Updated: Aug 22, 2021
The Bookshop on the Corner (Scottish Bookshop #1) by Jenny Colgan
Publication Date: September 20th, 2016
Publisher: William Morrow
Nina Redmond is a literary matchmaker. Pairing a reader with that perfect book is her passion… and also her job. Or at least it was. Until yesterday, she was a librarian in the hectic city. But now the job she loved is no more.
Determined to make a new life for herself, Nina moves to a sleepy village many miles away. There she buys a van and transforms it into a bookmobile—a mobile bookshop that she drives from neighborhood to neighborhood, changing one life after another with the power of storytelling.
From helping her grumpy landlord deliver a lamb, to sharing picnics with a charming train conductor who serenades her with poetry, Nina discovers there’s plenty of adventure, magic, and soul in a place that’s beginning to feel like home… a place where she just might be able to write her own happy ending.
As much as I love books, I’m never really drawn to books about books. Something that stood out to me about this one in particular was the commentary that it provided on the ever-adapting world of libraries. From the career that Nina dreamed of having as a kid needing to change it’s purpose to accommodate more of a technological influence, to the country-side locals lamenting over their loss of an easily accessible library. The Bookshop on the Corner is extremely self aware.
Making my way through this book was like reading about the life I could potentially have. I am currently working towards becoming a Library Technician but have always dreamed about packing everything up and opening a little bookshop of my own so I was happy to read about a fictionalized version of that dream. While Nina is essentially forced to make her decisions with nothing really to lose, it also shows her gumption to prove herself which is something I really appreciated seeing. She questioned herself, she researched, she took the jump, she was scared… but she did it.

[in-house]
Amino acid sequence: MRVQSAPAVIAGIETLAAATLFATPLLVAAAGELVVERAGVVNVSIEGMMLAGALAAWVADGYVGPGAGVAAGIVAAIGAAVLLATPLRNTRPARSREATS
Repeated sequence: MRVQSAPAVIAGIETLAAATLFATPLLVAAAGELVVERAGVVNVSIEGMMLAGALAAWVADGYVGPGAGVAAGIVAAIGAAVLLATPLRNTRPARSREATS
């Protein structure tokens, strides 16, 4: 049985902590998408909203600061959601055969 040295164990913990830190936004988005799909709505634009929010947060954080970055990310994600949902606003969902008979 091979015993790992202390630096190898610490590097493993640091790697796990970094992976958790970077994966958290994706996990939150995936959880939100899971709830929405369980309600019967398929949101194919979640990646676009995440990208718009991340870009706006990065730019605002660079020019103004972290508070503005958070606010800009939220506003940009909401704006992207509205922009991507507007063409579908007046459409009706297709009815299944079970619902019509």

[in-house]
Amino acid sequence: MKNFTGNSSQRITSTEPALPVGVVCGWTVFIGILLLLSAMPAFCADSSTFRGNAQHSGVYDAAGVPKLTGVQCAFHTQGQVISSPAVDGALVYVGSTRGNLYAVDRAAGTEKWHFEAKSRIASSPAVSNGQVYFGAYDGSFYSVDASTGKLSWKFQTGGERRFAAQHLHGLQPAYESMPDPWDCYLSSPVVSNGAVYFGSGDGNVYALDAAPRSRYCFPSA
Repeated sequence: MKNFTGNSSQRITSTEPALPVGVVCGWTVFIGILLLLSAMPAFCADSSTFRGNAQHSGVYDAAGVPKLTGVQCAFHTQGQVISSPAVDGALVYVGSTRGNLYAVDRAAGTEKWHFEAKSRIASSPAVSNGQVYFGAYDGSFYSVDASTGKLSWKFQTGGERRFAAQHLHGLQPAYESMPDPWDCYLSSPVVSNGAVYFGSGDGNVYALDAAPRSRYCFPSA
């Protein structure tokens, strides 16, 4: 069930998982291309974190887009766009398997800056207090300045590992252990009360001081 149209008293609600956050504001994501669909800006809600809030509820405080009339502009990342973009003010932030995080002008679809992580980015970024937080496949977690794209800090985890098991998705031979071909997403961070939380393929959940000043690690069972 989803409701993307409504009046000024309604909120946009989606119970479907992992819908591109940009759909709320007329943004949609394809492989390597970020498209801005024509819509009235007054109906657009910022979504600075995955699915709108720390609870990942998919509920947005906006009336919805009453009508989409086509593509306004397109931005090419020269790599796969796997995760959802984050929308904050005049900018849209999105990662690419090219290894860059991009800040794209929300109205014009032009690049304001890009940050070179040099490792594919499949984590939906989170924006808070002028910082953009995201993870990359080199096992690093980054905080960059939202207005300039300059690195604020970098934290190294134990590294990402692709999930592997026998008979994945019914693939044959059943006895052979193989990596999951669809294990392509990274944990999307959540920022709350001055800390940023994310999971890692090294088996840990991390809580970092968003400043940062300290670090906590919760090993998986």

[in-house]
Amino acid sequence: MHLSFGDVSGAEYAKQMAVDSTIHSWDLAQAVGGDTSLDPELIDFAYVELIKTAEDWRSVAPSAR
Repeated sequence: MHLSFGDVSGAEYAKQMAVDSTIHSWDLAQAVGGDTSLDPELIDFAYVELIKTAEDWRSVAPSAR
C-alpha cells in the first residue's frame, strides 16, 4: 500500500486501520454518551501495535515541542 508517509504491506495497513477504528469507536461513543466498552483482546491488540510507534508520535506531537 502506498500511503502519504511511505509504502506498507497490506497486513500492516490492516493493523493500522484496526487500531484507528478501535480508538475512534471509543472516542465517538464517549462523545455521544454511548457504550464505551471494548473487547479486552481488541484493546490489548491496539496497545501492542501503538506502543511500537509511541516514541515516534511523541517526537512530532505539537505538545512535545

While the general story was enjoyable, there were still aspects that I was not entirely keen on and did not feel fully fleshed out. The thought was there, but I felt that some things got lost. This story would have been perfectly fine as a story of self discovery but Colgan also added in two potential love interests who I don’t feel like had a chance to really be contenders. While one serves as a way to show that Nina is ready for love, the other was solidly placed on the back-burner and the relationship was never fully earned in my opinion. I do love a little romance so I appreciate the addition but I think that one potential beau could have done the job.
The friendship between Nina and her roommate Surinder was also a bit off-putting at the start in the way that their conversations were written but that relationship did grow on me. I appreciated that Nina had someone close to her that was not afraid to tell her the truth in a blunt manner as that seemed to be the only way to get through to her at times. It was also nice how Colgan did not forget about Nina’s friends once she moved, they were always a part of the story and made everything seem a bit more grounded and believable.
Overall I found this story very enjoyable but oddly written and paced at times. I do think I will continue with this series but it isn’t quite at the top of my list.